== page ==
Hugh Hefner's 28 year old girl friend Holly is moving on to other things.  His new girl friends are 18 year old twins.

Hmmm.
 

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Date:2008-09-27 21:50
Subject:
Security:Public

Words from politicians are like incantations. You’re not supposed to ask exactly how an alleged government solution will work. You’re just supposed to feel reassured. The well-meaning politicians and their experts have things under control. No need to worry. Nothing to see here. Move along.

— Sheldon Richman

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Date:2008-09-22 14:46
Subject:yes/no meme
Security:Public

A meme from ivyluna.  Answer only yes or no, with no explanation unless asked.

1. Taken a picture naked? Yes
2. Made money illegally? No
3. Had a one night stand? No
4. Been in a fist fight? Yes
5. Slept with your best friend? No
6. Had sex in a public place? No
7. Ditched work to have sex? No
8. Slept with a member of the same sex? No
9. Seen someone die? No
10. Ran from the police? Yes
11. Woke up somewhere and not remember how you got there? No
12. Worn your partners unmentionables? No
13. Fallen asleep at work? Yes
14. Used toys in the bedroom? Yes
15. Ran a red light? Yes
16. Been fired? No
17. Been in a car accident? Yes
18. Pole danced or done a striptease? No
19. Loved someone you shouldn't? No
20. Sang karaoke? No
21. Done something you told yourself you wouldn't? Yes
22. Laughed so hard you peed your pants? No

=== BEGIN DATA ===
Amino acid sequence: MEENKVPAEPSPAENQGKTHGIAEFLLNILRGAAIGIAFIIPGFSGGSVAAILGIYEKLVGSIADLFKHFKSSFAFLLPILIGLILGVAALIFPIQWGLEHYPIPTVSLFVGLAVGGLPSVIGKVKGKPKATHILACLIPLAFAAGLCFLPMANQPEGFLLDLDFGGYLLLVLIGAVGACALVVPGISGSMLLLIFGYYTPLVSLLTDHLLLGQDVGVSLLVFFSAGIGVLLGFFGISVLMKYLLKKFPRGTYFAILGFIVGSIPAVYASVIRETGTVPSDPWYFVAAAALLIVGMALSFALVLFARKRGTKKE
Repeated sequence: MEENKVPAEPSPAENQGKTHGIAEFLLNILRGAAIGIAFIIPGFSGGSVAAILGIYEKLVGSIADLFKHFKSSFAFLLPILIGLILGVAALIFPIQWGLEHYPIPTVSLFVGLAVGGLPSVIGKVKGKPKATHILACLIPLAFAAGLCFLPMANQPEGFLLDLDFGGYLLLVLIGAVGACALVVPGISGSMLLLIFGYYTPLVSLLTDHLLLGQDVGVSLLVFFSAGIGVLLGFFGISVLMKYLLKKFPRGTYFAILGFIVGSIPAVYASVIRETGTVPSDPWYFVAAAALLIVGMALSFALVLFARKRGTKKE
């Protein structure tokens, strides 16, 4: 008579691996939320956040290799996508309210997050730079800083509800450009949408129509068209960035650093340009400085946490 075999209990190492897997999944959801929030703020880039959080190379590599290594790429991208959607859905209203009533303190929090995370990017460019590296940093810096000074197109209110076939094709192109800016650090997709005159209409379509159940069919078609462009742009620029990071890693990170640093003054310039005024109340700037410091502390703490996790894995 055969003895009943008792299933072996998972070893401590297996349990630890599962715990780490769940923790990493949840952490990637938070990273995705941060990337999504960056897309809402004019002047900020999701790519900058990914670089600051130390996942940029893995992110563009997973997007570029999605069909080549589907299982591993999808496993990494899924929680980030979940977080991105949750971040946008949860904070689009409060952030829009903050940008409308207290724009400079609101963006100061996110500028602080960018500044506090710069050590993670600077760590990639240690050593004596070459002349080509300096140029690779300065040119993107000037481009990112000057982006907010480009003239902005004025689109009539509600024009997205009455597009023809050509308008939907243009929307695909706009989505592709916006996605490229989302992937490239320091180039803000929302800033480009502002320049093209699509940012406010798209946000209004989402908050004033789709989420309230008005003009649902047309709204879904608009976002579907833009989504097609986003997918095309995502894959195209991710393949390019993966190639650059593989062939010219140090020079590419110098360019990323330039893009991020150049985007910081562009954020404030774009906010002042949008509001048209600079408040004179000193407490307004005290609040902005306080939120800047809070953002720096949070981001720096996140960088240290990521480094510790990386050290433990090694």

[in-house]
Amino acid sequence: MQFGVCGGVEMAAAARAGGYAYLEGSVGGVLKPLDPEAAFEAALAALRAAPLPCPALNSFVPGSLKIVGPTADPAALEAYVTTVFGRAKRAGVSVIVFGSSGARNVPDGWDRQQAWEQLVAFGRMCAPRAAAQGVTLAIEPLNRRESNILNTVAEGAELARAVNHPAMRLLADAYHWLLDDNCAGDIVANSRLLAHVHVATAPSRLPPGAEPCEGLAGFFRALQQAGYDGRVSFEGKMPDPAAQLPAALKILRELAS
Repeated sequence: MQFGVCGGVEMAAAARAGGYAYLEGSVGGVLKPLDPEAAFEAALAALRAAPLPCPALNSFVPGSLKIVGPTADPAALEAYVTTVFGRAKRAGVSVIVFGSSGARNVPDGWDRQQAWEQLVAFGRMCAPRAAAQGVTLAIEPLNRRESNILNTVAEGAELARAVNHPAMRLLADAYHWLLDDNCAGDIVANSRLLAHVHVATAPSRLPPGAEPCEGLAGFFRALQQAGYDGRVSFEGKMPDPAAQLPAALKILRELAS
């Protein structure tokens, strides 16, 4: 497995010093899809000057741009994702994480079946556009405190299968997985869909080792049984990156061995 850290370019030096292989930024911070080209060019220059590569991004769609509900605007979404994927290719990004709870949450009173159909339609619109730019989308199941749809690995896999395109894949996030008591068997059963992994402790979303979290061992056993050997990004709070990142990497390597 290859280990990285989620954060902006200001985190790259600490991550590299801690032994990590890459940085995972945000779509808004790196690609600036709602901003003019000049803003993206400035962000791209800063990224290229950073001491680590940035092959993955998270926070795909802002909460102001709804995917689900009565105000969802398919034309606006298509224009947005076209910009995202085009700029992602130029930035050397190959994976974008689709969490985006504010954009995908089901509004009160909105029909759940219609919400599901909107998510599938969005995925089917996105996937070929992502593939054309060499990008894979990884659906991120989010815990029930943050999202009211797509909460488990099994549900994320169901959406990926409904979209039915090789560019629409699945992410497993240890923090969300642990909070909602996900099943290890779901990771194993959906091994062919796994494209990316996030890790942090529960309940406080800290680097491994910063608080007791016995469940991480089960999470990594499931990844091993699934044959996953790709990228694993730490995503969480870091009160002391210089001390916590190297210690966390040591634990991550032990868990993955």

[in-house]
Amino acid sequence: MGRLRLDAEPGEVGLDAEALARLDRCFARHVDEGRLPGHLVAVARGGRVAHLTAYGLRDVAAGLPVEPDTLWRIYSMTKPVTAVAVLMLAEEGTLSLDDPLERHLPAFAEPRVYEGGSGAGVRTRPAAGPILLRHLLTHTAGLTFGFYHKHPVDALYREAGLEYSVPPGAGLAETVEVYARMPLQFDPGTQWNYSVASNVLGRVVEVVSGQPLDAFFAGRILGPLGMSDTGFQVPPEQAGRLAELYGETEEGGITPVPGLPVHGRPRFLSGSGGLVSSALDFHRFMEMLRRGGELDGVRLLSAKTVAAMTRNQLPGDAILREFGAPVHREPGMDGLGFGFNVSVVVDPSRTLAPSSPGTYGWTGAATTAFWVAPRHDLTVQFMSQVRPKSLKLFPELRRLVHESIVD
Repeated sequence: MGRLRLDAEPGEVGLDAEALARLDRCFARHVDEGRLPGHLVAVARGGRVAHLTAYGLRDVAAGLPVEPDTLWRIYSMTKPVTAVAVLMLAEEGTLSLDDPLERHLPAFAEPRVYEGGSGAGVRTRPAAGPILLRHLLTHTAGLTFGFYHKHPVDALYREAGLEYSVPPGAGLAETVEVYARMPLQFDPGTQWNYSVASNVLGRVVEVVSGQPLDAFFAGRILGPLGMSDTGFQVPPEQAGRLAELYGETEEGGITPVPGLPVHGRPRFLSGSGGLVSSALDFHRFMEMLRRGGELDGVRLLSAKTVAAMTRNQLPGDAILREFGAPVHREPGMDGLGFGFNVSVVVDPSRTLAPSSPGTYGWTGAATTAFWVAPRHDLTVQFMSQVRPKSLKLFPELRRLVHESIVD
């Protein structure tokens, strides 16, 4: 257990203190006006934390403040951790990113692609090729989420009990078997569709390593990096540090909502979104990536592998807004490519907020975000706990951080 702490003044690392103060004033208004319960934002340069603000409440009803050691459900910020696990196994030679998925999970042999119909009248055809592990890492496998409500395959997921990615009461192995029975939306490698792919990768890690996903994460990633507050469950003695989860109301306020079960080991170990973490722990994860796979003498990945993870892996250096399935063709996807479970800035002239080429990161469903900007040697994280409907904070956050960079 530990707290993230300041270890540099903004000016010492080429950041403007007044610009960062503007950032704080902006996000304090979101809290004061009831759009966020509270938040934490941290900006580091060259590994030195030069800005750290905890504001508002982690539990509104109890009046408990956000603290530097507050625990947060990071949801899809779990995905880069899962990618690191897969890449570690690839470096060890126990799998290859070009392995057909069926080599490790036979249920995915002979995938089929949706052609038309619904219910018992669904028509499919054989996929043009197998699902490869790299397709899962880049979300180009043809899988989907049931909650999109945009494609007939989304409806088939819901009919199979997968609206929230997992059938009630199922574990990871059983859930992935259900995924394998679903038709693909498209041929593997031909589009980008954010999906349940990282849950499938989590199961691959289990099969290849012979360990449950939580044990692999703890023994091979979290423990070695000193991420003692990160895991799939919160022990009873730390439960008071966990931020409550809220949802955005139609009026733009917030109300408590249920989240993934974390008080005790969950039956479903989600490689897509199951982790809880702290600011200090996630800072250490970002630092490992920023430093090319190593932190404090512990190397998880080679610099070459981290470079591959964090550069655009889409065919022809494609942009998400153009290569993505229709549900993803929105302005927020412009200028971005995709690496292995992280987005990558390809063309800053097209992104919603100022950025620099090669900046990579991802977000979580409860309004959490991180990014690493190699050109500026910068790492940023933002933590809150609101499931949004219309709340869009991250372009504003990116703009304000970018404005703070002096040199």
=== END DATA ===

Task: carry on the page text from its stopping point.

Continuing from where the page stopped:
23. Caught someone having sex? No
24. Kissed a perfect stranger? No
25. Shaved your partner? No
26. Given your private parts a nickname? No
27. Ever gone in public without underwear? Yes
28. Had sex on a roof top? No
29. Played chicken? No
30. Mooned/flashed someone? Yes
31. Do you sleep naked? Yes
32. Blacked out from drinking? Yes
33. Felt like killing someone? Yes
34. Had sex more than 5 times in one day? No
35. Been with someone because they were in a band? No
36. Taken 10 shots of liquor in a day? Yes
37. Shot a gun? Yes
38. Gone outside naked? Yes

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Date:2008-09-17 10:20
Subject:
Security:Public

I got on Facebook a few weeks ago, and its been a really interesting journey reconnecting to friends from the college I attended. I haven't been in touch with any of them for nearly twenty years, and its been a trip sharing the courses that our lives have taken